Text:AAA
Monday, Nov 3, 2014
For a genre that rarely deviates from the cyclical and the tried and true (torture porn this time around, '70s throwback terror another), Horns is a welcome bit of weirdness.

It would be easy to categorize Horns as a YA take on an a standard adult horror concept. The foundation for Alexandre Aja’s film is a book by Stephen King’s kid, Joe Hill (perhaps best known for his novels, Heart-Shaped Box and NOS4A2), and yet all the more mature ideas and concepts have seemingly been tossed aside for a hipster love story which turns on faith, fallen angels, and the various symbolism one can carve out of horns, crosses, snakes, and fire. In fact, had Aja simply focused on these obvious allusions, and backed away a bit from the quasi-paranormal Pacific Northwest love story between our hero, Ig (Daniel Radcliffe) and his comely gal pal Merrin (Juno Temple), we’d have more terror and less Twilight.


Still, this is a good movie. Not a great one, and one lacking significant scares, but entertaining and engaging, albeit in starts and spurts. In fact, this is much more a fantasy than a typical genre offering, Aja shifting tone as readily as we’re reminded of the dreary Seattle backdrop. Our story centers on a young man named Ig Perrish (Radcliffe) who is accused of killing his girlfriend, Merrin Williams (Temple) and for the last year or so, the police have been trying to put together a case against him. With the help of his best friend/lawyer, Lee (Max Minghella), he’s avoided prosecution, though the constant pressure from the media, and Merrin’s father (David Morse) is starting to wear on him.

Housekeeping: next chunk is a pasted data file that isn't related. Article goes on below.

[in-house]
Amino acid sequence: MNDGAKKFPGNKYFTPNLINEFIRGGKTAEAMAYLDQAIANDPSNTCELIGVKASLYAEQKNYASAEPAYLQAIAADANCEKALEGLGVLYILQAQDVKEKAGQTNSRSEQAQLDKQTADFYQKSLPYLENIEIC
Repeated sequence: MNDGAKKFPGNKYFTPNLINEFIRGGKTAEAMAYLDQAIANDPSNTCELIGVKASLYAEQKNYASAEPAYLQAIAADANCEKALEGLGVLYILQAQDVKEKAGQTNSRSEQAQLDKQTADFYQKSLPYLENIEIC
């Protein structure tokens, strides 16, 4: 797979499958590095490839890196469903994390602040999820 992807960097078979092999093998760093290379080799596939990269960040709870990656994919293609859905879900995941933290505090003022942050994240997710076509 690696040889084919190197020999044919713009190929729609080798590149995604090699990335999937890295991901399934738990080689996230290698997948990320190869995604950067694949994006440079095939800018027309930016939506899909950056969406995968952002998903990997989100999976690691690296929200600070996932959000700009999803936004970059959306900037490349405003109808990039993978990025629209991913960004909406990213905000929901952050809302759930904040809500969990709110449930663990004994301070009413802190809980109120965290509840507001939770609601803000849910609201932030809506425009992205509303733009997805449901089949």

Bookmark and Share
Text:AAA
Thursday, Oct 30, 2014
The first Saw is really a whodunit. The next six are all about the "why".

Few filmmakers can claim a successful cinematic franchise. Fewer still have one based on their own original idea. So what does it say about horror maestro James Wan that he has not one, not two, but three wholly unique and undeniably profitable scary movie series to be proud of. Most recently, the Australian auteur delivered The Conjuring, a $20 million dollar revisit to old school ‘70s fright that netted nearly $320 million at the box office. With such numbers have come a prequel, Annabelle, and the inevitable sequel.


Before that, Wan was also responsible for the ingenious and devious dark ride, Insidious. Part One arrived in 2010 with little fanfare and fewer expectations and wound up bringing in almost $100 million in turnstile receipts. Part Two made even more money ($161 million) before the filmmaker turned things over to his partner in creepshow crime, Leigh Whannell (Part Three arrives in 2014). But before there was the subtle scares and throwback mentality of these two properties, Wan and Whannell rode a wave of rave reviews for a little something called Saw.


Now on PopMatters
PM Picks
Announcements

© 1999-2014 PopMatters.com. All rights reserved.
PopMatters.com™ and PopMatters™ are trademarks
of PopMatters Media, Inc.

PopMatters is wholly independently owned and operated.